Vomiting Blood During Pregnancy – Causes, Symptoms & Treatments You Should Be Aware Of

The very sight of blood during pregnancy can cause frantic alarm in expectant moms. Is vomiting blood while Junior’s on the way a cause for alarm or a mere side effect that can be brushed aside?

As expected, the answer to this is ‘It depends.’ However, find consolation in the fact that hematemesis (vomiting blood) while pregnant may be a harmless consequence of your regular pregnancy symptoms like morning sickness, dizziness, and constipation. So, while we tell you not to panic just yet, go see a doctor for other serious conditions that you need to rule out first.


1. Causes

Vomiting blood is indicative of ruptured blood vessels somewhere along the digestive tract. It is mostly a consequence of persistent vomiting caused by various triggers…

  • Dehydration: Drink enough fluids to keep your body hydrated. Not following this basic rule can exacerbate your morning sickness.
  • Food poisoning: Unknowingly consuming food contaminated with microbes or toxins can wreak havoc on your digestive system. Not being able to keep you food in your stomach is definitely a cause of concern.
  • Starvation: Skipping meals or not eating enough can cause you to feel even more nauseous.
  • Pregnancy-induced hypertension: Hypertension or high blood pressure is part and parcel of pregnancy. If not kept in control with adequate relaxation, it can irritate your stomach and cause you to throw up.
  • Intake of certain medications: Prescription of OTC NSAIDs (anti-inflammatory drugs) during pregnancy is normal. However, they may sometimes irritate the stomach lining causing you to vomit.
  • Cirrhosis: Extensive alcohol consumption may cause cirrhosis of the liver. Cirrhosis causes sensitization of the lining of blood vessels. Spikes of high BP can cause sensitive blood vessels to rupture and bleed—which is why you may throw up blood with the rest of your stomach content.

2. Accompanying Symptoms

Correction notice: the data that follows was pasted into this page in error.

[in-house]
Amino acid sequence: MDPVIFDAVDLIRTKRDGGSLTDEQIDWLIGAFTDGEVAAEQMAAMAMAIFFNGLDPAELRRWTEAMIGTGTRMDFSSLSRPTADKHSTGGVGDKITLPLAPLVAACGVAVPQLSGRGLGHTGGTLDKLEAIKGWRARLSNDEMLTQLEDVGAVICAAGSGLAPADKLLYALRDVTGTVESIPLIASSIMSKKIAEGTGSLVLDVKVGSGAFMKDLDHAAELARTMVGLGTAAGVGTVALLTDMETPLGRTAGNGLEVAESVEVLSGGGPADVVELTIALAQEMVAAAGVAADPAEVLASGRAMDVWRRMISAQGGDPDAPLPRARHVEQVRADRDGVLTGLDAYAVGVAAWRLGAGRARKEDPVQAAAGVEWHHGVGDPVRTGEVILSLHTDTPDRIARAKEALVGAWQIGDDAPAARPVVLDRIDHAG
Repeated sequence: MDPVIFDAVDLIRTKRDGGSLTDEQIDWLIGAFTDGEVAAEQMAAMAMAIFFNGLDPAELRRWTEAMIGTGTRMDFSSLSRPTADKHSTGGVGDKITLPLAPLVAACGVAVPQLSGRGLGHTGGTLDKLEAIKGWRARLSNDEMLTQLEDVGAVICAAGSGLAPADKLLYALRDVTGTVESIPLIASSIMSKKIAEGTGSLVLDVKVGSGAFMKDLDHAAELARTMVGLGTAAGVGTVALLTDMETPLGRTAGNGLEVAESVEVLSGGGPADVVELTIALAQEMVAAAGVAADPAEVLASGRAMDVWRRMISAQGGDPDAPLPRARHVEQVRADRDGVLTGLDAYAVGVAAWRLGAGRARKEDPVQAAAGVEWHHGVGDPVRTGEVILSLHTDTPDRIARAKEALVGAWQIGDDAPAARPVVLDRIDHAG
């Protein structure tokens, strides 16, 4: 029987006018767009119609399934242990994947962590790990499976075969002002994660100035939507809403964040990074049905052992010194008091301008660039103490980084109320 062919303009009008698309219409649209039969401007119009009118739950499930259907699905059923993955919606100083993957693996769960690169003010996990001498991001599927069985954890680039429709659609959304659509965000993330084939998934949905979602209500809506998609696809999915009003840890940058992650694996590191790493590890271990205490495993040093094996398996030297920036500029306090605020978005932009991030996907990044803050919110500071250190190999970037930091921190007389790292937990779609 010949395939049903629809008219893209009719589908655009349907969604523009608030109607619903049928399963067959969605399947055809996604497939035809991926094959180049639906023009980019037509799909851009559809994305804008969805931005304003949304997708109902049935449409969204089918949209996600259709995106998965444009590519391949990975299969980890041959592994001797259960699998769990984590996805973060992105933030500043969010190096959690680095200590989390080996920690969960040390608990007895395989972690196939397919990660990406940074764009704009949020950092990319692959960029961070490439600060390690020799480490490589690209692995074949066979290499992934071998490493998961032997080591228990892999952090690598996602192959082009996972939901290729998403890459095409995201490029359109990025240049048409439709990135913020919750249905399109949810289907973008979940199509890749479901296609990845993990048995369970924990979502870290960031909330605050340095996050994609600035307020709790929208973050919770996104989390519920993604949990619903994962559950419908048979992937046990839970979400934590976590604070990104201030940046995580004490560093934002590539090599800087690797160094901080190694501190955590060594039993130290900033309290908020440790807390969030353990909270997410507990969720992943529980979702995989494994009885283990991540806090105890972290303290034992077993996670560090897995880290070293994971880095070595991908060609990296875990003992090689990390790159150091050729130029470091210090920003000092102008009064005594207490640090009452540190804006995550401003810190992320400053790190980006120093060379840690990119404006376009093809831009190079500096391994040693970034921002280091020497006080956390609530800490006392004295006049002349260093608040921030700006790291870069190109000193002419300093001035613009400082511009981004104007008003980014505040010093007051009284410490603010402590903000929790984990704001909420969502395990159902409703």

Consistent vomiting may rupture the gastrointestinal (GI) tract further, exacerbating your condition—more blood loss. After all that strenuous vomiting, you will feel weak and low on energy. You will have lost not only essential nutrients, but vital red blood cells, too, causing anemia (deficiency of red blood cells). Abdominal pain and discomfort, blurred vision, dizziness, breathlessness, palpitations, feelings of confusion, cold or clammy skin, lowered urine output, and depression may also ensue.


3. Degree Of Seriousness

As repulsive as it may sound, keenly observe the color of the blood you vomit. Darker shades indicate rupture lower down your gastrointestinal tract and greater severity of hematemesis. The color can cvary from bright red (lower esophageal sphincter) to maroon or dark brown (stomach or duodenum) to the color of ground black coffee (jejunum or proximal part of the small intestine). Hematemesis over an extended period of time may be accompanied with black, tarry stools.

4. Treatment

The logical course of action would be to restore your body’s fluid content either intravenously or by guzzling down large volumes of water, electrolyte solutions, or fruit juices. To keep your nausea in control, eat a light breakfast and have smaller meals every two hours. Adding ginger to your food and drinks may help ease the queasiness. Open up your windows and practise yoga to relax.


5. Prevention

Avoid alcohol, cigarettes, spicy or oily food, aspirin, and stress. Keep a watchful eye for post-surgery complications (any surgery you may have had), stay well hydrated, don’t skip your regular medical check ups, and eat healthy.

Pay close attention to your body as you nurture the little life growing inside you. Anything that seems out of the normal should be looked into. Do not procrastinate your visits to your gynecologist and do not be stingy on the questions asked. Most importantly, do everything in your power to ensure a safe, disturbingly uneventful pregnancy.